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Endorsement: No on Proposition 20. Don’t let police unions roll back justice reforms

An undated photo from the California corrections department shows inmates crowded at the state prison in Lancaster.
An undated photo from the California corrections department shows inmates in crowded conditions at the state prison in Lancaster.
(California Department of Corrections and Rehabilitation)

Proposition 20 is built on a package of falsehoods about critical reforms that California lawmakers and voters wisely adopted over the last nine years to curb some of the most gratuitous excesses of the state’s criminal justice system. The measure deserves a resounding “no.” This state is leading the nation away from decades of foolish and wasteful policies that prevent even low-level offenders from correcting their mistakes and getting on with productive and law-abiding lives. This is no time to reverse course.

Under Proposition 20, some opportunities to apply for parole — currently granted to some prison inmates after they complete rehabilitation programs — would be revoked. Those inmates would no longer have incentives to complete rehabilitation programs in the hope of parole.

The threshold that separates petty theft, a misdemeanor, from grand theft, a felony, would be drastically (and pointlessly) lowered for some offenders to as little as $250, from the current $950.

People convicted of some misdemeanors — petty theft, and possession of small amounts of drugs — would be treated like felons in that their DNA would go forever into a state databank that is meant to catch killers and rapists.

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And for what purpose? The measure’s backers, chiefly police unions, present no evidence that these moves would make anyone safer or reduce recidivism.

What they do present is a continuing line of nonsense about three key reforms: AB 109 “realignment,” which shifted responsibility for the jailing and probation of lower-level felons from the state to counties; Proposition 47, which adjusted the line between petty theft and grand theft and made simple drug possession a misdemeanor; and Proposition 57, which allowed prison inmates to apply for early parole under certain conditions.

The disingenuous arguments date back to 2011, when AB 109 was signed into law. Police complained that the state didn’t give them enough money to deal with their new responsibilities — which was strange, because AB 109 didn’t give police any new responsibilities.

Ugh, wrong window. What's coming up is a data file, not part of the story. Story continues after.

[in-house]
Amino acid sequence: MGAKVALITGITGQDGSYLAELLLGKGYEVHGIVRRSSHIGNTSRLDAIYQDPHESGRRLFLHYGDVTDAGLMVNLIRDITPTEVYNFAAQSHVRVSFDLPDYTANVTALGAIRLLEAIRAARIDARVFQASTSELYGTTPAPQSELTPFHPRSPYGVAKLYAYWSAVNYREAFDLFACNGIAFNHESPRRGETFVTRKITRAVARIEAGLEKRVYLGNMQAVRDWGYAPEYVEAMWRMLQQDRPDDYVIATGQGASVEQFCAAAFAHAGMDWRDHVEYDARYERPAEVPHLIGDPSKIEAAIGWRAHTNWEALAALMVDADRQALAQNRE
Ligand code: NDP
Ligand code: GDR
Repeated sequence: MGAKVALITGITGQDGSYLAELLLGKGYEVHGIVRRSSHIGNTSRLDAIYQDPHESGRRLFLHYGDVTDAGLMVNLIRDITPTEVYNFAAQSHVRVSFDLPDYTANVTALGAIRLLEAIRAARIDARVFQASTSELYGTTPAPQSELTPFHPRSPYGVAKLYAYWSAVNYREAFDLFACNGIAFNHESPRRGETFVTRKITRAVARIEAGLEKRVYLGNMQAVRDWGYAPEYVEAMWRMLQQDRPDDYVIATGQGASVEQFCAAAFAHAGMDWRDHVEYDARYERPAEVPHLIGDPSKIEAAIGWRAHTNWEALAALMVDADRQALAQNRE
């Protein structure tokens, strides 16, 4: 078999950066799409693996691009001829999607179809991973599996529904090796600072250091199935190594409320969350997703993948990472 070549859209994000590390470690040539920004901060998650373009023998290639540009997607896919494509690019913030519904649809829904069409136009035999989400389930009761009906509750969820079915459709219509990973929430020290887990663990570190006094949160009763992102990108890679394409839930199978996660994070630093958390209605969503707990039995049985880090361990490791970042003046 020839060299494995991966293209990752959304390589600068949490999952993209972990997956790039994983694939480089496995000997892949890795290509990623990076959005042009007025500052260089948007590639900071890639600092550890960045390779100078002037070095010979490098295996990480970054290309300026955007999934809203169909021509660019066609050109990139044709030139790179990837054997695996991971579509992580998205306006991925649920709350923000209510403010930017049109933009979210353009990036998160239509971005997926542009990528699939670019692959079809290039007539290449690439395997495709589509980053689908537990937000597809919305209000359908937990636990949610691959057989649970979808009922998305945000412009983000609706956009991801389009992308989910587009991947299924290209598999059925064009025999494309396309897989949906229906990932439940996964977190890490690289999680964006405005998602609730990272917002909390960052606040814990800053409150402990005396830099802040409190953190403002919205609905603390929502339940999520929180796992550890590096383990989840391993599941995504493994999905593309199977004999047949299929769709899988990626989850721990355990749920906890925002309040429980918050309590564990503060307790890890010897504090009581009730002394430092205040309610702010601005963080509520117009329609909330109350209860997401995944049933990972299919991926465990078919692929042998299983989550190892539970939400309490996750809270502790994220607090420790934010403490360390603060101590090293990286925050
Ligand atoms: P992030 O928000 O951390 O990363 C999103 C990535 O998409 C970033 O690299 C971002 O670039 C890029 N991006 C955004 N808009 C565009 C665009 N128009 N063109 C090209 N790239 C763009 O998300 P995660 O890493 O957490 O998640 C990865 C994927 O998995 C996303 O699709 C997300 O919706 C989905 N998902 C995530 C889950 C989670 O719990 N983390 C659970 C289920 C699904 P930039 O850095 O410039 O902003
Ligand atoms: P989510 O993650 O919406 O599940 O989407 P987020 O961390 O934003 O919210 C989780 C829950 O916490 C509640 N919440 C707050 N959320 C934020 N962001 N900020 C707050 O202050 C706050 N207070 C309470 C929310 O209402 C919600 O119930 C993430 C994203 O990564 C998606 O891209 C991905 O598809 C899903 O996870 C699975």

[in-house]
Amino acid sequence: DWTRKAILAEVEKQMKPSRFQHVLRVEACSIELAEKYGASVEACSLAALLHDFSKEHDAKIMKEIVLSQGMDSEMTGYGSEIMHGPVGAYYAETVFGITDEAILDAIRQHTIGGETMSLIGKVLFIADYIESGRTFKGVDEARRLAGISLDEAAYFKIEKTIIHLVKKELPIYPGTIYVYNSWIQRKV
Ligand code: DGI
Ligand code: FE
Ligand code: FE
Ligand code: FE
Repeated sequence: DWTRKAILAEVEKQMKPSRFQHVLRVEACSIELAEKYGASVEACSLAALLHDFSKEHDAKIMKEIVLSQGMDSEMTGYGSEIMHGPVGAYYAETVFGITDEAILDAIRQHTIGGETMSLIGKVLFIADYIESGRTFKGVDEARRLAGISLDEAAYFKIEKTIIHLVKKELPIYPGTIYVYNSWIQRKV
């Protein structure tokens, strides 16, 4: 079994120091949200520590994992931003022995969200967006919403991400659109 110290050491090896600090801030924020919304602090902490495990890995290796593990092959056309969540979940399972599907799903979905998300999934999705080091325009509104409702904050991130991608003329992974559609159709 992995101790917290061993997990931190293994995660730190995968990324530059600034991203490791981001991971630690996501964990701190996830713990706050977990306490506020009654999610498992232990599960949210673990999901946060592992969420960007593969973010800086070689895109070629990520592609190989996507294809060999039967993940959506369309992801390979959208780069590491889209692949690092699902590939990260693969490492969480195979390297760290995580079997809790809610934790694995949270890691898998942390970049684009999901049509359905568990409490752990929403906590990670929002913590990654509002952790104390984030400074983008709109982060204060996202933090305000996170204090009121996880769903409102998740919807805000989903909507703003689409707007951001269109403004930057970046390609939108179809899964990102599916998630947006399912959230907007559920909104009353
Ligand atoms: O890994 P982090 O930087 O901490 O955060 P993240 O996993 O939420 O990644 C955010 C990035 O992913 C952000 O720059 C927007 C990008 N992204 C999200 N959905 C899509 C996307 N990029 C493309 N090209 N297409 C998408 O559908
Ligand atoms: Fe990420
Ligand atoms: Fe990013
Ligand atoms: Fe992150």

Later, there were complaints about “109ers” — violent criminals released from prison early because of AB 109 — going on to commit horrific killings. That allegation was strange too, because in fact AB 109 didn’t let anyone out of prison, early or otherwise. The most notorious version of this specious claim was the brief gubernatorial campaign of former Lt. Gov. Abel Maldonado, who presented a roster of killers who he said were able to commit their crimes because of AB 109.

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Of course it was all fake. None of those killers was at liberty because of AB 109 or any other reform, but because they had completed their sentences — mostly, by the way, in pre-reform state prisons that were so crowded and so bereft of rehabilitation programs and medical and mental healthcare that a federal judge called them breeding grounds for criminal behavior.

Police and other critics continued to blame other high-profile crimes on criminal justice reforms, but a series of studies — including one that the Los Angeles County Board of Supervisors appears to have instigated to blame reforms for the killing of a Whittier police officer — found no connection between the reforms and violent crime, although they did cite a possible link to an uptick in vehicle break-ins in some cities.

Proposition 20 is built in part on these false claims and in part on the latest assertion — that shoplifters are spurred on by California’s $950 line separating petty from grand theft, adopted as part of Proposition 47.

But failure to adjust the previous threshold upward (for inflation) over the years had incentivized county prosecutors to charge an ever-greater swath of low-level thieves with felonies and send them off to increasingly crowded prisons, at state expense, rather than keep them in jail on the county tab. The threshold is higher even in tough-on-crime states like Texas, where it is $1,500, and South Carolina, where it’s $2,500.

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Contrary to the claims by Proposition 20 proponents, nothing prevents police in California from arresting a suspected shoplifter for taking items worth less than $950. Some officers are instructed by their chiefs not to bother, because the paperwork isn’t worth their time, but that’s a problem with law enforcement, not with the law.

Proposition 20 would lower the felony threshold to $250 for some repeat offenders. That’s extreme — and also unnecessary because the state already has laws to charge serial offenders with felonies.

Proposition 20 would be an untimely and ill-considered step backward for California. Voters can instead move their state forward by voting “no.”


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